Top London private school changing structure to alleviate anxiety and boost girls' self-esteem

Bromley High School (Google Street View)
Bromley High School (Google Street View)

A top London private school is changing the way it runs in order to alleviate anxiety and boost the self-esteem of girls starting secondary school.

The £21,000 a year Bromley High School, which takes pupils from age 4 to 18, will introduce a middle school to ease the “cliff edge” transition to senior school.

Headteacher Emily Codling said the change is being made based on research that found the self-esteem of girls plummets when they start secondary school.

The school currently has a junior school, senior school and sixth form all on the same site.

Under the changes a new middle school will be introduced for pupils in years five to eight. Girls will be given “sneak peek” lessons to get them used to senior school, and paired up with “big sister” buddies in older years, to make the transition smoother.

Emily Rushton, assistant headteacher of the middle school, said: “Research shows boys outperform girls in self-esteem at this age, particularly post-transition to secondary school. Introducing our middle school directly addresses this, aiming to enhance girls' mental wellbeing. Our goal is for girls to thrive, not merely survive."

She added: “Innovation for us isn't about mere tokenism, it's about meaningful change. We want to ensure that our girls feel supported and empowered throughout their educational journey."

Ms Codling said: “Our Middle School isn't just about academic advancement; it's about nurturing a sense of sisterhood and belonging that extends across all years. We’re proud to be at the forefront of this initiative.”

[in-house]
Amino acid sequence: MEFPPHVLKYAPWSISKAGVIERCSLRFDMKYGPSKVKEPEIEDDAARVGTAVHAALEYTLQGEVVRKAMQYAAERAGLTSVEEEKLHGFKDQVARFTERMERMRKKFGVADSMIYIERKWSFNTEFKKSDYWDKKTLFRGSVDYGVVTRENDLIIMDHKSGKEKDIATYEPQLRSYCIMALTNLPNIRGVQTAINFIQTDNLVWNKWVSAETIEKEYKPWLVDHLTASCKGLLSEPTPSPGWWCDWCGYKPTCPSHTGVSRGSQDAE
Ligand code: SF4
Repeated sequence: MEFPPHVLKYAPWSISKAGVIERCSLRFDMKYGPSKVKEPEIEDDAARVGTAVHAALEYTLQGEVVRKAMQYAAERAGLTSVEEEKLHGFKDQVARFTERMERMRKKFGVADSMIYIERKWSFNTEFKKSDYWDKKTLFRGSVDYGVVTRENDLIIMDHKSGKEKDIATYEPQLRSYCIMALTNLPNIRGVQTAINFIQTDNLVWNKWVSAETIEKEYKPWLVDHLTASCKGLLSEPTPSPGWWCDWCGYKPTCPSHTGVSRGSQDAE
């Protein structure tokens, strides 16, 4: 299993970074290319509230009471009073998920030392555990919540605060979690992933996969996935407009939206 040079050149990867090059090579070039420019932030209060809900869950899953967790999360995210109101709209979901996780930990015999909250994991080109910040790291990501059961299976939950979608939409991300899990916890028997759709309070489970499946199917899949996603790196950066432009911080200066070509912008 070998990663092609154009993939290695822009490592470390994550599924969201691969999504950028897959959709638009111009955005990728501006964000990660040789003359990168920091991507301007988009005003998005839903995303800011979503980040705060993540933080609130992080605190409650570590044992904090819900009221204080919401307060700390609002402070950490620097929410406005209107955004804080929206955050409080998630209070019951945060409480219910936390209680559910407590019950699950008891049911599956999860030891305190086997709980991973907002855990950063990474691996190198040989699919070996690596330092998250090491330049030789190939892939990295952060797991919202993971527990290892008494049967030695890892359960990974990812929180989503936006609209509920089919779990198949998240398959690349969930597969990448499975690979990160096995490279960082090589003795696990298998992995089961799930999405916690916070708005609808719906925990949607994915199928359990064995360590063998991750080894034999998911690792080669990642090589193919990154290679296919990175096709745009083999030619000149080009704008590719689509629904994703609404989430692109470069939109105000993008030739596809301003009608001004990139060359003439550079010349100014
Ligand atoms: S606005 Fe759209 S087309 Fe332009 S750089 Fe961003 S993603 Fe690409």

The middle school approach is more common in American and international schools in the UK, but Bromley High is believed to be among the first girls’ schools to introduce it in London.

Under the new model, girls in year five – traditionally the penultimate year of primary school – will be given a preview of the senior school curriculum and linked with “big sisters” as part of the pastoral support system. In year six they will take part in events with pupils in year seven, and have some specialist senior school teaching to stretch them.

In year seven, pupils will take part in study skills clinics with both junior and senior school teachers, and a new wellbeing curriculum will be introduced during tutor time.

In year eight, specialist masterclasses and workshops will be held, as well as careers events to support the girls in planning their GCSE options.

A spokeswoman for the school said: “The current move from primary to secondary education can feel like a daunting cliff edge for most young girls, with research indicating that they often experience decreased self-esteem post-transition to secondary school. But a positive transition programme can mitigate these effects.

“Recognising this, the school is pioneering a new approach that begins at Year 5 and extends through to Year 8 to effectively bridge the traditional Key Stage 2 to Key Stage 3 divide.”

She added: “The purpose of introducing curriculum concepts earlier and reinforcing them throughout middle school is to alleviate anxiety and ensure that every pupil has a clear flight path for their learning and personal development.

“This will directly link to GCSE options to give Year 8 pupils a head start on making future choices in the Senior School.”